My Marble Buddies: Hanging with Sculpture in Rome and Naples

Three weeks in Italy! I felt like I was dipping my toe into a river of souls.  It was a time of borderlines and thresholds: old year to new,  marble to flesh, ancient streets filled with modern people, and classical beauty in the faces of people arguing, eating, buying stuff, driving Smartcars. The ancients seemed to live,  and the Christmas crowds of elegant Italians seemed temporary flickers haunting the alleys.  Meet some of my marble buds. 

The Capitoline Walls… this guy is great.  Is he a David figure?  To us he looked like he had 400 years of saying “Hey, Sailor” to his credit.   Cocky.  Just sayin’…

 

An achingly blue winter day, and I couldn’t tear myself away from the brilliant negative shapes against the stone. Youth and horse… stunning  contained force, and a tremendous face.  I like the entire Capitoline hill, and this museum piazza was designed by The Big Mike, Michaelangelo.

Capitoline Hill, sunset from the museum cafe terrace.  Murmurations of starlings, kinetic.  The whole Hill was formerly a nest of  state oracles and seers.  They liked the elevation so they could interpret flights of birds.  Nowadays the seagulls have invaded.   Oddly, they fly at night in the city, shrieks and white forms soaring in the darkness, a bit ghoulish.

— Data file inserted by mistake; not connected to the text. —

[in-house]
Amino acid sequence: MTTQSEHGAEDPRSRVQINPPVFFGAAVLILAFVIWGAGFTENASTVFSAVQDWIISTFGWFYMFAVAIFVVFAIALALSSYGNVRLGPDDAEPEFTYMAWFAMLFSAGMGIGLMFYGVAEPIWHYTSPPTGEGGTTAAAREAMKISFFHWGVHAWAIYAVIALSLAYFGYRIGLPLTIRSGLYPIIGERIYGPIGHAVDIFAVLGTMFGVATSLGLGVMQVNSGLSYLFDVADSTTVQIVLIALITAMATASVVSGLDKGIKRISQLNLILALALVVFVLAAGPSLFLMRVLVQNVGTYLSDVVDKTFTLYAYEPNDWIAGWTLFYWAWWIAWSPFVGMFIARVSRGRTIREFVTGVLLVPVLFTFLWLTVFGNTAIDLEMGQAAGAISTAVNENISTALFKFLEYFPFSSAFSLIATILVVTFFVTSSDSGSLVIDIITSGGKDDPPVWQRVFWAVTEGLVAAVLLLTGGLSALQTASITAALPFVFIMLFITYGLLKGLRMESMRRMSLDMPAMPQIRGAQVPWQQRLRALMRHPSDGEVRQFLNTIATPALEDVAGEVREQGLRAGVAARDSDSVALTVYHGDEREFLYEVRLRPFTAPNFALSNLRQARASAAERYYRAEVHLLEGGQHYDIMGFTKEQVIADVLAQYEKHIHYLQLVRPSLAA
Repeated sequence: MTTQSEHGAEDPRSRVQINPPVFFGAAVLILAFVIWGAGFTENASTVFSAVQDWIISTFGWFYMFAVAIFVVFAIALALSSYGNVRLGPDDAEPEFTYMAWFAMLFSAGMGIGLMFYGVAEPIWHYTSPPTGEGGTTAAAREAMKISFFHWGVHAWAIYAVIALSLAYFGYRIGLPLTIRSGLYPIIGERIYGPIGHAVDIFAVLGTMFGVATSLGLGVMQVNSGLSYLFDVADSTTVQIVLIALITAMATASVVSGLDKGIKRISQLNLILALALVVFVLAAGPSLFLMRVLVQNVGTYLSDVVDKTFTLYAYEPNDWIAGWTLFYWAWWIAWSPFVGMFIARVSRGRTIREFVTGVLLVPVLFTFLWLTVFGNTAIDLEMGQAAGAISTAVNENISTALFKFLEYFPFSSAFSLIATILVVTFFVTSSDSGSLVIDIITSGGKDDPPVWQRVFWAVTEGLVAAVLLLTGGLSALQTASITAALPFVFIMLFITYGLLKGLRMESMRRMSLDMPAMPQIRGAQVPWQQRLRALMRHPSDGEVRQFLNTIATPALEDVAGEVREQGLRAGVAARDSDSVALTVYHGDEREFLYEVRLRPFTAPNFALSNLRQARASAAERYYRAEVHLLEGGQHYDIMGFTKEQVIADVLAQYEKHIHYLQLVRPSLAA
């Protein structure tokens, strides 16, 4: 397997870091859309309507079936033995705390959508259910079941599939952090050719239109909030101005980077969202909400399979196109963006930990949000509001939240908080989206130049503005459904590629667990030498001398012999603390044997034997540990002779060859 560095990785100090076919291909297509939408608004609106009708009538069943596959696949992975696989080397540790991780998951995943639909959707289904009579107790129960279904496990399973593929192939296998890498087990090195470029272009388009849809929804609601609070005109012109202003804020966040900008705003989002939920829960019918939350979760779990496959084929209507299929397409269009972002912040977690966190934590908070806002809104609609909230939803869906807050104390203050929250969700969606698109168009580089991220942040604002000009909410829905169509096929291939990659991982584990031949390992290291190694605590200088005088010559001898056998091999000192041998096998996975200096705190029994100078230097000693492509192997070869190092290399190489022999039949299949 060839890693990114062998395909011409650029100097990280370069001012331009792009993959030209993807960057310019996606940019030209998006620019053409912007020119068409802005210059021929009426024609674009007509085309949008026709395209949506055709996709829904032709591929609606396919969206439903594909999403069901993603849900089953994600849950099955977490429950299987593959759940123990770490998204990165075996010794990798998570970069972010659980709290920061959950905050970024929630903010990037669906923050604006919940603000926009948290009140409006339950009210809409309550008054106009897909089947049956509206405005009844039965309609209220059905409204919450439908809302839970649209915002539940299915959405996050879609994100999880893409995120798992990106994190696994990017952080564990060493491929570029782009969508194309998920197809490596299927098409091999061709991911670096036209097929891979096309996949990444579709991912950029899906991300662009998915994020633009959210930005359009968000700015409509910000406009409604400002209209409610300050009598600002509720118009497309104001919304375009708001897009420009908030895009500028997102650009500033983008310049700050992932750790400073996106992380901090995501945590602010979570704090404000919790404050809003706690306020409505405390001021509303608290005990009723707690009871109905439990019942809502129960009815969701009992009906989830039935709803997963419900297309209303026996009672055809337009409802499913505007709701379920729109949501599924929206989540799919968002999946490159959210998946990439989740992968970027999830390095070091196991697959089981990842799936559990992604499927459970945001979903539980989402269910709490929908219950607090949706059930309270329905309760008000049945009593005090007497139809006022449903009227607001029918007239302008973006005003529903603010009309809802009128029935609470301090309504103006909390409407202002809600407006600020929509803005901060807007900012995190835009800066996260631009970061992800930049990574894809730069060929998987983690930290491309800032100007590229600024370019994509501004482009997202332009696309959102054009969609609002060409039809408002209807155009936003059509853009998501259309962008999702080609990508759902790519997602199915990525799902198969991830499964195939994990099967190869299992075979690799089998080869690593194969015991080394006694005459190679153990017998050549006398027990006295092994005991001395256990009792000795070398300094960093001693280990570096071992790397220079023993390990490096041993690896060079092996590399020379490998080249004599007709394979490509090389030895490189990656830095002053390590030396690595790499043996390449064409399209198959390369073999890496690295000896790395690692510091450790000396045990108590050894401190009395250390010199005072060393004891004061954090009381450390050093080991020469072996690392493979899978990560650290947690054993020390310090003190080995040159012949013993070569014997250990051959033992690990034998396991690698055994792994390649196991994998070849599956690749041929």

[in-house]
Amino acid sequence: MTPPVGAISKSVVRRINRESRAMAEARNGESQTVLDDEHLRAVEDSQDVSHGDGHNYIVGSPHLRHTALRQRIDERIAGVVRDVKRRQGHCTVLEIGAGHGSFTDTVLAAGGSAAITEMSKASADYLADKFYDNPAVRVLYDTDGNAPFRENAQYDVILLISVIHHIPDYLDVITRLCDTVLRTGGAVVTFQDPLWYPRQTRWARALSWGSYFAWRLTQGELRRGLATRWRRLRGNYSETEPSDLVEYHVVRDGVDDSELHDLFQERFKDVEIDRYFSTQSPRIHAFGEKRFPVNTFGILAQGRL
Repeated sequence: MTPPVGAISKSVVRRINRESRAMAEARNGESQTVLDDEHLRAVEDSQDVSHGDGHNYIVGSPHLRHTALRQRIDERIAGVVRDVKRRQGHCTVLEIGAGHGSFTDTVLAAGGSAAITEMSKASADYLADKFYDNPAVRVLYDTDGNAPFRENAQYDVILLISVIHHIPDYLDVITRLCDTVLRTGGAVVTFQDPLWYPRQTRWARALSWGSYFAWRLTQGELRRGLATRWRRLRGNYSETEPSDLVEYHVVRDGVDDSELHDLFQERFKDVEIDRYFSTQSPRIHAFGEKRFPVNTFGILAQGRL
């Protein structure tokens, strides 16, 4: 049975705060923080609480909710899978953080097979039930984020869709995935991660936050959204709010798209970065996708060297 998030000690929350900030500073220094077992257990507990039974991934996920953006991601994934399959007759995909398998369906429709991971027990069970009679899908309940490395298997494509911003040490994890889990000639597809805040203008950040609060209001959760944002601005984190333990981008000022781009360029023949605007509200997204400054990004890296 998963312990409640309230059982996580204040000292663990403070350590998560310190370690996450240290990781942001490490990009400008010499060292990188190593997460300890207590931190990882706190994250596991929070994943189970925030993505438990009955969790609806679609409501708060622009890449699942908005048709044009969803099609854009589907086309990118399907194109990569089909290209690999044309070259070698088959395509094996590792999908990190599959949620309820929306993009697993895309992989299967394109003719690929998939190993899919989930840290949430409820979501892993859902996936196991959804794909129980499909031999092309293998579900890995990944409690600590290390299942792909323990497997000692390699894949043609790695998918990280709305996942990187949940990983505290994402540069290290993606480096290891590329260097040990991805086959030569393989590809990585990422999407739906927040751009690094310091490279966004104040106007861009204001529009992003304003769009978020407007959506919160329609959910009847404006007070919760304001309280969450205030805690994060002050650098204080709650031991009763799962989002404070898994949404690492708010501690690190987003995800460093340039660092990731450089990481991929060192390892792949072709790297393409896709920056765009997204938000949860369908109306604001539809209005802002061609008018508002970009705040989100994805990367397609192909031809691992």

Classical sculptures are virtually all knockoffs—copied from ancient Greek sources, now lost— or propaganda for the ruler du jour.  Some mighty bodies were made with removable heads so the next Caesar could just screw his own on.  The head of Constantine below is 5 feet high, so the whole sculpture, with pedestal and base, might have been 50 to 70 feet or more.   Statues of this mass can so easily verge on  Facist architechture.  But they impress.  Think of Lady Liberty!

What has that flawed eye perceived in its time? Think, too, of paint and decoration, fabrics and jewels originally draped around the sculpture.  The marble we see now is more a bone structure.  Ripped from their original colored and decorated context, they become evocative collage pieces.  But some still shine. I felt that it wouldn’t take long to develop a real relationship with them.  The more we like them, the more they come alive, like any so-called “object”, I suppose.  I’ll miss hanging with them.

Next: Happy Couples and Horned Gals: More Archaic Art Friends from Rome and Naples

13 comments

    1. There was a room of Hermaphrodites in Villa Borghese. It truly was shocking and maybe a wee bit sick. All the hermaphrodite sculptures were kept secretly by the “porno popes”– there were some, believe me– and only shown to kinky insiders I could see why. Probably this just reveals my puritan background, but they were not nice.,

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